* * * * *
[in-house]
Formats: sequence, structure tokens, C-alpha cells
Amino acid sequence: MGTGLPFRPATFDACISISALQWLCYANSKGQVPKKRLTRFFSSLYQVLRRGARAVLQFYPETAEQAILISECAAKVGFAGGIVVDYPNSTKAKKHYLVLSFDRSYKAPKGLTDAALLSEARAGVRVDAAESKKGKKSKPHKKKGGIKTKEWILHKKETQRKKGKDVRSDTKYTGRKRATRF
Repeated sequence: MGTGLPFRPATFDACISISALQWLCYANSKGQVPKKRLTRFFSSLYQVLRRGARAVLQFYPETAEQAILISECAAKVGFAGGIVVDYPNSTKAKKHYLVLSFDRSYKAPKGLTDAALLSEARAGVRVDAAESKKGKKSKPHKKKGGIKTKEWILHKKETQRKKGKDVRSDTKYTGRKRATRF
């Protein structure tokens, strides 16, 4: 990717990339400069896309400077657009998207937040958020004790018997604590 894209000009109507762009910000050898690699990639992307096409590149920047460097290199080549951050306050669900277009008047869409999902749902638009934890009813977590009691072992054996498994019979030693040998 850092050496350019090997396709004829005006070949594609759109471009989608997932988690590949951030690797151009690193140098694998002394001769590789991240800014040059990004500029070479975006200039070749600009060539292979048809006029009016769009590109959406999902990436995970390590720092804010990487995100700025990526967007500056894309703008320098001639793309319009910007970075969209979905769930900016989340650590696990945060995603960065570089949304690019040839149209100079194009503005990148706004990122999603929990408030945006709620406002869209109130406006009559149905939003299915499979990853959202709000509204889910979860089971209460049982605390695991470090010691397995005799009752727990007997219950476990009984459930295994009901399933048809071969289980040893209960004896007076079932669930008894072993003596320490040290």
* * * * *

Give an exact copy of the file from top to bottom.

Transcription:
[in-house]
Formats: sequence, structure tokens, C-alpha cells
Amino acid sequence: MGTGLPFRPATFDACISISALQWLCYANSKGQVPKKRLTRFFSSLYQVLRRGARAVLQFYPETAEQAILISECAAKVGFAGGIVVDYPNSTKAKKHYLVLSFDRSYKAPKGLTDAALLSEARAGVRVDAAESKKGKKSKPHKKKGGIKTKEWILHKKETQRKKGKDVRSDTKYTGRKRATRF
Repeated sequence: MGTGLPFRPATFDACISISALQWLCYANSKGQVPKKRLTRFFSSLYQVLRRGARAVLQFYPETAEQAILISECAAKVGFAGGIVVDYPNSTKAKKHYLVLSFDRSYKAPKGLTDAALLSEARAGVRVDAAESKKGKKSKPHKKKGGIKTKEWILHKKETQRKKGKDVRSDTKYTGRKRATRF
């Protein structure tokens, strides 16, 4: 990717990339400069896309400077657009998207937040958020004790018997604590 894209000009109507762009910000050898690699990639992307096409590149920047460097290199080549951050306050669900277009008047869409999902749902638009934890009813977590009691072992054996498994019979030693040998 850092050496350019090997396709004829005006070949594609759109471009989608997932988690590949951030690797151009690193140098694998002394001769590789991240800014040059990004500029070479975006200039070749600009060539292979048809006029009016769009590109959406999902990436995970390590720092804010990487995100700025990526967007500056894309703008320098001639793309319009910007970075969209979905769930900016989340650590696990945060995603960065570089949304690019040839149209100079194009503005990148706004990122999603929990408030945006709620406002869209109130406006009559149905939003299915499979990853959202709000509204889910979860089971209460049982605390695991470090010691397995005799009752727990007997219950476990009984459930295994009901399933048809071969289980040893209960004896007076079932669930008894072993003596320490040290």